Why Reviewing Your Finances During Open Enrollment Season Will Set You Up for Financial Success Next Year

Money Files

It’s that time of year again: open enrollment season, a time of year that people largely forget about. Maybe you just picked the first health plan you saw when you started a new job, without considering your individual health needs, or you set up the 401k contributions based only on your employer’s match program.

If you’ve never reviewed your plans or contributions since then, you’re probably leaving money on the table – money that could be getting you closer to your financial goals. Reevaluating your flexible spending, retirement, and health plans each year and making adjustments as your needs change will help you align your contributions with your long-term financial plans.

In today’s episode, I’m talking about why you need to take advantage of the end-of-year open enrollment season, by reviewing your health coverage, asking questions, using trial and error, and planning out your contributions.

I’ll also walk you through the different types of programs that might be available to you and how they can work together so you can make sure that your money and your benefits are in alignment with your financial goals.

In this episode, you’ll learn…

  • [01:22] Why you need to reevaluate your plans and contributions during open enrollment season and ways to ensure that the coverage you have aligns with your health needs
  • [08:21] How paying attention to your bills and asking questions about your coverage can help you save money
  • [14:07] The importance of finding out if your FSA money rolls over to the next year and monitoring how much you spend so you know how much to contribute
  • [17:12] What’s different about an HSA and how to determine which plan makes the most sense for you
  • [20:46] Why asking more questions before getting a procedure can benefit your health and your finances
  • [21:29] How planning regular increases in your 401k contributions will benefit your long-term financial health

Tune in to this episode of Money Files for tips on how to approach open enrollment season and making the most of your benefit plans and financial contributions.

Are you ready to get help with your finances? Apply to work with me, and let’s start working towards your financial goals.

If you loved this conversation on reviewing your benefits during open enrollment, check out my episode on shifting your thoughts around saving!

Transcript for “Why Reviewing Your Finances During Open Enrollment Season Will Set You Up for Financial Success Next Year:”

[00:00:02] Keina Newell Hi and welcome to Money Files. I’m Keenanina Newell from Wealth Over Now. I work every day with professional women and solopreneurs to help them get out of financial overwhelm and shame so they can experience more flexibility and ease with their finances. Are you ready to gain confidence and learn to manage your finances intentionally? Tune in and grab financial tips that will help you master the way you think about and manage your finances.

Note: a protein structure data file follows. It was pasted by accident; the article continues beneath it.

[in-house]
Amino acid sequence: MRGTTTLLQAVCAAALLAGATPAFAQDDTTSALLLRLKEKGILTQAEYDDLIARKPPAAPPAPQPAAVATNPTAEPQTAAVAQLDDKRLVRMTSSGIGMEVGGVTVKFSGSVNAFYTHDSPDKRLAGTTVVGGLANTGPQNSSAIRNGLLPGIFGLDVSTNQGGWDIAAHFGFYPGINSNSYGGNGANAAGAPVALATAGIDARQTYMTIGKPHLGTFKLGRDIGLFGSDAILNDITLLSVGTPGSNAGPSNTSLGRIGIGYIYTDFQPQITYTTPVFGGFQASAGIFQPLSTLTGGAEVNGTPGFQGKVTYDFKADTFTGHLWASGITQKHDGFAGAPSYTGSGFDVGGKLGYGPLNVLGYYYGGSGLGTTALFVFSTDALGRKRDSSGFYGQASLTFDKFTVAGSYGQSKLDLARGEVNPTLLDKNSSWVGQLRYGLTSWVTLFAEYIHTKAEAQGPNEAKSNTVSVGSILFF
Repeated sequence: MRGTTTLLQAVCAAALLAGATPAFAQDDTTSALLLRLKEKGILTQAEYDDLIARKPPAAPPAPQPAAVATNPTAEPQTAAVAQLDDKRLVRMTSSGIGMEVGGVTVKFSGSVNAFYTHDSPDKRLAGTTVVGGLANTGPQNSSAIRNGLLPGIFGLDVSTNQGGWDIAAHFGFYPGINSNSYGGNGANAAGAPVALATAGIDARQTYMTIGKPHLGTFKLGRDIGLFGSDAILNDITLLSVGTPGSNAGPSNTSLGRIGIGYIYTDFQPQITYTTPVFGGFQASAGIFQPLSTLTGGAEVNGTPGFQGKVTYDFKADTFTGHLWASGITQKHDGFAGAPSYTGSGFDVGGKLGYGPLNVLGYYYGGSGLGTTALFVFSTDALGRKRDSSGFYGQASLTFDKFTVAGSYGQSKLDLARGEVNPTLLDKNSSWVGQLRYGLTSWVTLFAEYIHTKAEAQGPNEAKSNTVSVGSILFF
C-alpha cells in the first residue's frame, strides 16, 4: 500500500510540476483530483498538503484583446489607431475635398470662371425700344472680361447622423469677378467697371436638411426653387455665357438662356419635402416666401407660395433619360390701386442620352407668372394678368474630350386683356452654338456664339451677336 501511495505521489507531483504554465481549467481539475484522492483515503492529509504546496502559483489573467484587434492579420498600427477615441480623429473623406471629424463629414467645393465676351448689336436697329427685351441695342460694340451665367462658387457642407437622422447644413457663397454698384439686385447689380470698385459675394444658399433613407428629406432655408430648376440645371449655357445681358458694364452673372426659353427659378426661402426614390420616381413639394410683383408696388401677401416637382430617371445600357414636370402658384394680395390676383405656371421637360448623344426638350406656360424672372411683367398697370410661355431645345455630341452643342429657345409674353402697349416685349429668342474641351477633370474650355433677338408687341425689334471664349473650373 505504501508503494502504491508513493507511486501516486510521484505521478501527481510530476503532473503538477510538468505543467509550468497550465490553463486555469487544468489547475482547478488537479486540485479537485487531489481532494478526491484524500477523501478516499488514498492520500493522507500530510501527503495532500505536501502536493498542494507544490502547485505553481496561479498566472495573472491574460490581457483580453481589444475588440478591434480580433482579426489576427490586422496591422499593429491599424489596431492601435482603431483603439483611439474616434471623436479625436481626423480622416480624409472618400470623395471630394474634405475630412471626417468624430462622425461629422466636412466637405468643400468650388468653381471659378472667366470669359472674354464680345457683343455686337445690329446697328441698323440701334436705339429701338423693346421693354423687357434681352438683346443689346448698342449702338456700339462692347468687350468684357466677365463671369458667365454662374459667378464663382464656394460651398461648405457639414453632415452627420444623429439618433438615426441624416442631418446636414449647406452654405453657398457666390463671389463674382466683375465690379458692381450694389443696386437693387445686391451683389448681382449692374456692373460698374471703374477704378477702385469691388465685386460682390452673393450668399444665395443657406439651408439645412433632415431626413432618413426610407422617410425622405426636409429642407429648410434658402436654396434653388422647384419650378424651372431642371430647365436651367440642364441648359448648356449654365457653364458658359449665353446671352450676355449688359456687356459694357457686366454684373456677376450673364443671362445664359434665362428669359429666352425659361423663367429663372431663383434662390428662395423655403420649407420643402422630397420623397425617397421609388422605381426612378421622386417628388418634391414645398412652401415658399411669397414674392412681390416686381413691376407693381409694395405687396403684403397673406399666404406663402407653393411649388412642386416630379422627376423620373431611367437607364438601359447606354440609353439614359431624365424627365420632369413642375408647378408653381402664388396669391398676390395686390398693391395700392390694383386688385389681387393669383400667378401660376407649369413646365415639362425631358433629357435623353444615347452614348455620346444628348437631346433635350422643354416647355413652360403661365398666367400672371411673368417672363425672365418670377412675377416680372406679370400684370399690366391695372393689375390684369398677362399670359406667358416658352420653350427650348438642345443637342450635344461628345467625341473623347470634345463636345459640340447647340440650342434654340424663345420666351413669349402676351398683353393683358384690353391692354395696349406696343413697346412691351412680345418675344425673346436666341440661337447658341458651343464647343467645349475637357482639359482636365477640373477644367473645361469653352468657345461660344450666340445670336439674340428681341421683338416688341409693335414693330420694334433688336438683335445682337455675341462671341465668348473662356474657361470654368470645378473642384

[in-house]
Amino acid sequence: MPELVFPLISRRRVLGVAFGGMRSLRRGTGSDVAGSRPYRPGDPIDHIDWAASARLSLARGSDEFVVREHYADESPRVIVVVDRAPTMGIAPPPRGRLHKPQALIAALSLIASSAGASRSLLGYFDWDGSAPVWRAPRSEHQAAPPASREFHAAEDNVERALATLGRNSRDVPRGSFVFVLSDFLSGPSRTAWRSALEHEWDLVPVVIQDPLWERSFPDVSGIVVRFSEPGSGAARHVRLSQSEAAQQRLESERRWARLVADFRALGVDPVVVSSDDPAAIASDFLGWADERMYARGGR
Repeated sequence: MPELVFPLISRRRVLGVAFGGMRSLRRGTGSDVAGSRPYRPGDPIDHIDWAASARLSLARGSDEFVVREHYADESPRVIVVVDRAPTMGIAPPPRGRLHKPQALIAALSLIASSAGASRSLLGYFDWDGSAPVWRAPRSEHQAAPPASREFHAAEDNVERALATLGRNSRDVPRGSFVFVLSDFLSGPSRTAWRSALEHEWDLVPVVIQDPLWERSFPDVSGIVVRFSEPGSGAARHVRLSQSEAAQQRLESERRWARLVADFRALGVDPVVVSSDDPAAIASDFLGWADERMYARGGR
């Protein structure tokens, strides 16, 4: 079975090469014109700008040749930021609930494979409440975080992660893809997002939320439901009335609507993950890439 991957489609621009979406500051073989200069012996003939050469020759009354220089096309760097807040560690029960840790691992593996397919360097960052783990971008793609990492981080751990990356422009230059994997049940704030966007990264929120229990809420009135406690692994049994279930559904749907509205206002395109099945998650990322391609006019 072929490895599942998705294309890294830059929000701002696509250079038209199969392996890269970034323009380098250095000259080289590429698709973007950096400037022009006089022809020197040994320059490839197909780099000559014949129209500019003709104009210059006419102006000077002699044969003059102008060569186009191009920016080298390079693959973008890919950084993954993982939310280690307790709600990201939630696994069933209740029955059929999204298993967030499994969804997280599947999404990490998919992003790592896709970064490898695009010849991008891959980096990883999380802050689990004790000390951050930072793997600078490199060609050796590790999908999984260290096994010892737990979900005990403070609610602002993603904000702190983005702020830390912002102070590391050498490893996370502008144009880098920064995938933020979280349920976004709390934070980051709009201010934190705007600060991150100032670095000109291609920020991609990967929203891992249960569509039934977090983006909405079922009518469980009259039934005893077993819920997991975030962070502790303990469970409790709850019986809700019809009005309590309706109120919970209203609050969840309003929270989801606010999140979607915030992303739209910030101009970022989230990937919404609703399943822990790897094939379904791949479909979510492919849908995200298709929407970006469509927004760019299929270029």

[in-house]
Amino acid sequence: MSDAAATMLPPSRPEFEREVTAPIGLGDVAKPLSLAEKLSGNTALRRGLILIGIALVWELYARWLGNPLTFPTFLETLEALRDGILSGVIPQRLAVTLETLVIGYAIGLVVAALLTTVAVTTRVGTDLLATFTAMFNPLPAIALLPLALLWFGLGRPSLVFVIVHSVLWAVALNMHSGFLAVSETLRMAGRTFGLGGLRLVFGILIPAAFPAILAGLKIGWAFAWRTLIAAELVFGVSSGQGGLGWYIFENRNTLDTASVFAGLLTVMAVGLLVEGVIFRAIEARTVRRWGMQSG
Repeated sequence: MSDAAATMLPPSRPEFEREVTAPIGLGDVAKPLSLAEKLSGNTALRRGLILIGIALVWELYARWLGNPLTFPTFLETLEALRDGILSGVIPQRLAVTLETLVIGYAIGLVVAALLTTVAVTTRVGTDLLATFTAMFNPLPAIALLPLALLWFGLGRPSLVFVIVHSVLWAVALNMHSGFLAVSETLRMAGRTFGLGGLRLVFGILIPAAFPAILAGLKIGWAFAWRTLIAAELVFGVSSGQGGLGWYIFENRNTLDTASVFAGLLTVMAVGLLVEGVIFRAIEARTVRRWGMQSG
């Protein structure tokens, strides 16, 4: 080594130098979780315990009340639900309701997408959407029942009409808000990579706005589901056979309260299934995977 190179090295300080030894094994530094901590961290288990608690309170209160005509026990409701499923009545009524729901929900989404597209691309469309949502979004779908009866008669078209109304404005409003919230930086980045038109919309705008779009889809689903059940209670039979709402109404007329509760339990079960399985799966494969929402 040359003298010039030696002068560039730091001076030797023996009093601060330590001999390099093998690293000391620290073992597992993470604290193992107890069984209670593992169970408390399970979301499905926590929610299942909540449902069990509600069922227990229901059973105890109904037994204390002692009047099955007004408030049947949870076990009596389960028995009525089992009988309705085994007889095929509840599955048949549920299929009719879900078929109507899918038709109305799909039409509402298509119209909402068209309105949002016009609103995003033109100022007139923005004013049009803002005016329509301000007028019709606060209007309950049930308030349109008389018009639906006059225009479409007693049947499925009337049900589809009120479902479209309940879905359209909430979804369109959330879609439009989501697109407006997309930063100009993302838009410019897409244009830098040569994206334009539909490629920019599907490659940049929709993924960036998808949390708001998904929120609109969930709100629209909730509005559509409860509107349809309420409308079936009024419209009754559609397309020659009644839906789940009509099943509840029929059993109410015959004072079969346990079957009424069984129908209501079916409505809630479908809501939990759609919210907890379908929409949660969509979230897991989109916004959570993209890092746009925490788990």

[00:00:32] Hello and welcome back to another episode of Money Files. So we are nearing the end of the year and as someone who has worked in regular 9 to 5 and also working with clients who work 9 to 5, I love to put things in place for myself and for my clients when I’m working with them and my 1 to 1 partnership to think about their finances, like being able to check in on things. There’s not always going to be a time when you are feeling guilty or you’re feeling overwhelmed about your money and you still are going to want to manage your finances in a way that feels very clear and feels in control for you. And so part of that is putting things into place that you do annually or quarterly because they just become financial habits that you have. 

[00:01:22] And so the financial habit that I really want to talk to or talk through today is like really taking advantage of like your employer sponsored benefits, specifically when it relates to open enrollment season and looking at your 401K contributions. So at the end of the year, generally speaking, open enrollment season can start for people anywhere from like October and it usually ends like mid December. So open enrollment is the time during the year in which you can enroll in your health and you can enroll in your dental and vision plans. So this is something that I would say, like sometimes we just don’t pay attention to because it’s just on autopilot, right? Like your H.R. department may or may not come and talk to you. They may have a really good email system at work. They may not. But I think it’s a really great time of the year when open enrollment system comes up to reflect on your personal health, reflect on what happened this year in regards to maybe what you needed to pay for in coverage. How much did you pay for things out of pocket like contacts, glasses? Did you have to pay, you know, what were your co-pays? Did you have any surgeries?